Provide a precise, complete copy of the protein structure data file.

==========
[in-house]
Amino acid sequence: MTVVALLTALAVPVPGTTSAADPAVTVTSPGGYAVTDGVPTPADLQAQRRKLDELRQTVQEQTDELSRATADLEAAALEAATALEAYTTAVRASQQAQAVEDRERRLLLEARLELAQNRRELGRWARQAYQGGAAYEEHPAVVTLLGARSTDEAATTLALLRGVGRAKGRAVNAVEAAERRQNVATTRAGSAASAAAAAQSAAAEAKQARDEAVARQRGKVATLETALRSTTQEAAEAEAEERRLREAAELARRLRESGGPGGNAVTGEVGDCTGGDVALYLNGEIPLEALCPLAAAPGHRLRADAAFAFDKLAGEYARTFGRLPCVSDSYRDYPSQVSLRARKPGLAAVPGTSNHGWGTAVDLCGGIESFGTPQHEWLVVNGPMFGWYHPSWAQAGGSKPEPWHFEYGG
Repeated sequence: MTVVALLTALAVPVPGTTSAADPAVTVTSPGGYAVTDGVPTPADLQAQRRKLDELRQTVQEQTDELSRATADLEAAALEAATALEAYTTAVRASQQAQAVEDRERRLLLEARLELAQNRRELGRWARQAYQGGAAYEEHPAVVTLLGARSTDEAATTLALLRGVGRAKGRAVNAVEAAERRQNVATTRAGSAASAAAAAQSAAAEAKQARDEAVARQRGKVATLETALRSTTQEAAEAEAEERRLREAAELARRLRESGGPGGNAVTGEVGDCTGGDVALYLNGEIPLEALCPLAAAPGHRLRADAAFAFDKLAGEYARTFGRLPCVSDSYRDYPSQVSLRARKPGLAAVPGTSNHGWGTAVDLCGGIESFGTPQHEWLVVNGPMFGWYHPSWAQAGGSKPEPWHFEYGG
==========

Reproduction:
[in-house]
Amino acid sequence: MTVVALLTALAVPVPGTTSAADPAVTVTSPGGYAVTDGVPTPADLQAQRRKLDELRQTVQEQTDELSRATADLEAAALEAATALEAYTTAVRASQQAQAVEDRERRLLLEARLELAQNRRELGRWARQAYQGGAAYEEHPAVVTLLGARSTDEAATTLALLRGVGRAKGRAVNAVEAAERRQNVATTRAGSAASAAAAAQSAAAEAKQARDEAVARQRGKVATLETALRSTTQEAAEAEAEERRLREAAELARRLRESGGPGGNAVTGEVGDCTGGDVALYLNGEIPLEALCPLAAAPGHRLRADAAFAFDKLAGEYARTFGRLPCVSDSYRDYPSQVSLRARKPGLAAVPGTSNHGWGTAVDLCGGIESFGTPQHEWLVVNGPMFGWYHPSWAQAGGSKPEPWHFEYGG
Repeated sequence: MTVVALLTALAVPVPGTTSAADPAVTVTSPGGYAVTDGVPTPADLQAQRRKLDELRQTVQEQTDELSRATADLEAAALEAATALEAYTTAVRASQQAQAVEDRERRLLLEARLELAQNRRELGRWARQAYQGGAAYEEHPAVVTLLGARSTDEAATTLALLRGVGRAKGRAVNAVEAAERRQNVATTRAGSAASAAAAAQSAAAEAKQARDEAVARQRGKVATLETALRSTTQEAAEAEAEERRLREAAELARRLRESGGPGGNAVTGEVGDCTGGDVALYLNGEIPLEALCPLAAAPGHRLRADAAFAFDKLAGEYARTFGRLPCVSDSYRDYPSQVSLRARKPGLAAVPGTSNHGWGTAVDLCGGIESFGTPQHEWLVVNGPMFGWYHPSWAQAGGSKPEPWHFEYGG